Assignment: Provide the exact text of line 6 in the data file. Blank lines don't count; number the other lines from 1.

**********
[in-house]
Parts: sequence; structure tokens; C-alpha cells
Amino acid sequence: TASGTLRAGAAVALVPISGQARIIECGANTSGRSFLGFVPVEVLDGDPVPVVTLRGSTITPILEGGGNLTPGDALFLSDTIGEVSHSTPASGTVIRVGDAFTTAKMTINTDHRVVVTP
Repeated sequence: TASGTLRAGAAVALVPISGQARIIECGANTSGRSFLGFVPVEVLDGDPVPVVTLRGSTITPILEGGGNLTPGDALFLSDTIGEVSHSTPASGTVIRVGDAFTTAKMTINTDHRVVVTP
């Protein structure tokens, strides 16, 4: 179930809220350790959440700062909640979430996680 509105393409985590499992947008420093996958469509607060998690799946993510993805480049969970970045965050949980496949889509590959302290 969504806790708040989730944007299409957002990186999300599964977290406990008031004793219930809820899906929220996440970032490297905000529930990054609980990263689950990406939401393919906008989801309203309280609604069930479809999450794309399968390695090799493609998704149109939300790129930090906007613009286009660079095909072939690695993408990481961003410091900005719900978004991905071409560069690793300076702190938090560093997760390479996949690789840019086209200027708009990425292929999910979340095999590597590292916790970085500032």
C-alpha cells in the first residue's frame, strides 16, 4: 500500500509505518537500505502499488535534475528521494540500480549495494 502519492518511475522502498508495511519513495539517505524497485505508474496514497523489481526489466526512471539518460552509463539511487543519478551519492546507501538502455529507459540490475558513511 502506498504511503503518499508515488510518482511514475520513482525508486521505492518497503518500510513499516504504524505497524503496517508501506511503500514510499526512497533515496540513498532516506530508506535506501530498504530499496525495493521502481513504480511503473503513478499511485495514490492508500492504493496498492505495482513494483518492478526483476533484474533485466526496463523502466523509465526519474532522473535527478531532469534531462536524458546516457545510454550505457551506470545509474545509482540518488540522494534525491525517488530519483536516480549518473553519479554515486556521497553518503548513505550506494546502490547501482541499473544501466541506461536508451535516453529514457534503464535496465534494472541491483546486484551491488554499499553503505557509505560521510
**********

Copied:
C-alpha cells in the first residue's frame, strides 16, 4: 500500500509505518537500505502499488535534475528521494540500480549495494 502519492518511475522502498508495511519513495539517505524497485505508474496514497523489481526489466526512471539518460552509463539511487543519478551519492546507501538502455529507459540490475558513511 502506498504511503503518499508515488510518482511514475520513482525508486521505492518497503518500510513499516504504524505497524503496517508501506511503500514510499526512497533515496540513498532516506530508506535506501530498504530499496525495493521502481513504480511503473503513478499511485495514490492508500492504493496498492505495482513494483518492478526483476533484474533485466526496463523502466523509465526519474532522473535527478531532469534531462536524458546516457545510454550505457551506470545509474545509482540518488540522494534525491525517488530519483536516480549518473553519479554515486556521497553518503548513505550506494546502490547501482541499473544501466541506461536508451535516453529514457534503464535496465534494472541491483546486484551491488554499499553503505557509505560521510